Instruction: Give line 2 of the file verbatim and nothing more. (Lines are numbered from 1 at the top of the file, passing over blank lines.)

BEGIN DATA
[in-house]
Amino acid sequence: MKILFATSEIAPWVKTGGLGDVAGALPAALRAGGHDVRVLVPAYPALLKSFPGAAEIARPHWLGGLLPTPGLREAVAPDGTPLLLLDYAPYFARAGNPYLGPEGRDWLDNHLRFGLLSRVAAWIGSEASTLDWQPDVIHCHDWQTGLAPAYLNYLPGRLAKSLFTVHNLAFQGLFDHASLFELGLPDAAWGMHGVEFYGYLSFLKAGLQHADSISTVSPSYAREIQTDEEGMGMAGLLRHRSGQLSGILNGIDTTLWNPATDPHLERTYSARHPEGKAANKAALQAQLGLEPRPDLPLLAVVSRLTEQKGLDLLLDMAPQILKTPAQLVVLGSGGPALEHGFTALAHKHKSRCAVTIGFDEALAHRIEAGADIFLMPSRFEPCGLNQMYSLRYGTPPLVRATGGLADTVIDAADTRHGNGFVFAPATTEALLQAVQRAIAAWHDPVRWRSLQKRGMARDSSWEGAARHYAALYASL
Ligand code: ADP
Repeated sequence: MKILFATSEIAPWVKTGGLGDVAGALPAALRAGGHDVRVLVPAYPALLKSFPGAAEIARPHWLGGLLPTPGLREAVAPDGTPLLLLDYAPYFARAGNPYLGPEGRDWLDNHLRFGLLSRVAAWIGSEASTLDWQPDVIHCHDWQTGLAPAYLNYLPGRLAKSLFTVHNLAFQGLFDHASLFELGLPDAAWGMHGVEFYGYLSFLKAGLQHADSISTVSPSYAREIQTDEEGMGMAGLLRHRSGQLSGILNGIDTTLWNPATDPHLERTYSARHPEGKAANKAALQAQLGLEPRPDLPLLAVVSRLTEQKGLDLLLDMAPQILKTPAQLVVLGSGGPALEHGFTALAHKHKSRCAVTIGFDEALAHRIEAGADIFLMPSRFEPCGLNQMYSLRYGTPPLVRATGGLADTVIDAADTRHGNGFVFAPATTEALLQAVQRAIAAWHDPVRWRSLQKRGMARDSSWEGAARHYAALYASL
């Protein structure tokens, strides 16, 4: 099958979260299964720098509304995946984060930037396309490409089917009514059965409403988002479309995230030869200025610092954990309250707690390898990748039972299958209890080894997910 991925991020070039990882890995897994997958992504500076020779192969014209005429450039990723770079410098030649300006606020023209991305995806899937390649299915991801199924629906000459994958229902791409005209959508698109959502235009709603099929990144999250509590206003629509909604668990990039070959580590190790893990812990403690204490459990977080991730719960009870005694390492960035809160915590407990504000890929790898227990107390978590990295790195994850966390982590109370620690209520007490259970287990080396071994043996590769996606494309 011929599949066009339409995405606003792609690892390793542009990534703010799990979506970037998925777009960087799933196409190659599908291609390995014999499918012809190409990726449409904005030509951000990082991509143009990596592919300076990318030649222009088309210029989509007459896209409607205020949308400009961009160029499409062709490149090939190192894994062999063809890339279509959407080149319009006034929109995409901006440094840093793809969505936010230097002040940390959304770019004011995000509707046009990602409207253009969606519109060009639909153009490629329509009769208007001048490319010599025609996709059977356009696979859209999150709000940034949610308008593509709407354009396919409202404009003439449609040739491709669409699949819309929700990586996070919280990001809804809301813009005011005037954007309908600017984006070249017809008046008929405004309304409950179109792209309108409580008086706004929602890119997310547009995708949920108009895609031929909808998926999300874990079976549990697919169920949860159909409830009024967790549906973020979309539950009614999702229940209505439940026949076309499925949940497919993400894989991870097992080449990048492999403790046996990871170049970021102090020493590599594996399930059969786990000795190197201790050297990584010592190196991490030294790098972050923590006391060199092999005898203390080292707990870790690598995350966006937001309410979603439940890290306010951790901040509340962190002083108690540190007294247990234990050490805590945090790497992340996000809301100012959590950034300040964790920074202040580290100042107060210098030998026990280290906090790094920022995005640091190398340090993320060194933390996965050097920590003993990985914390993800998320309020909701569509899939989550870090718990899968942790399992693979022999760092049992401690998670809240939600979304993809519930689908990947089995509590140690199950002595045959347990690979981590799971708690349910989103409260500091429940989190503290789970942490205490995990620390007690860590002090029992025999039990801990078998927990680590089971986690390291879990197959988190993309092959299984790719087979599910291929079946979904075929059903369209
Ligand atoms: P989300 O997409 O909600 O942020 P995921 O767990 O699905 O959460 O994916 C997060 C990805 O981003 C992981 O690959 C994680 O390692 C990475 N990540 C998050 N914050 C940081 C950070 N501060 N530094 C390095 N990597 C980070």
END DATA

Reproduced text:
Amino acid sequence: MKILFATSEIAPWVKTGGLGDVAGALPAALRAGGHDVRVLVPAYPALLKSFPGAAEIARPHWLGGLLPTPGLREAVAPDGTPLLLLDYAPYFARAGNPYLGPEGRDWLDNHLRFGLLSRVAAWIGSEASTLDWQPDVIHCHDWQTGLAPAYLNYLPGRLAKSLFTVHNLAFQGLFDHASLFELGLPDAAWGMHGVEFYGYLSFLKAGLQHADSISTVSPSYAREIQTDEEGMGMAGLLRHRSGQLSGILNGIDTTLWNPATDPHLERTYSARHPEGKAANKAALQAQLGLEPRPDLPLLAVVSRLTEQKGLDLLLDMAPQILKTPAQLVVLGSGGPALEHGFTALAHKHKSRCAVTIGFDEALAHRIEAGADIFLMPSRFEPCGLNQMYSLRYGTPPLVRATGGLADTVIDAADTRHGNGFVFAPATTEALLQAVQRAIAAWHDPVRWRSLQKRGMARDSSWEGAARHYAALYASL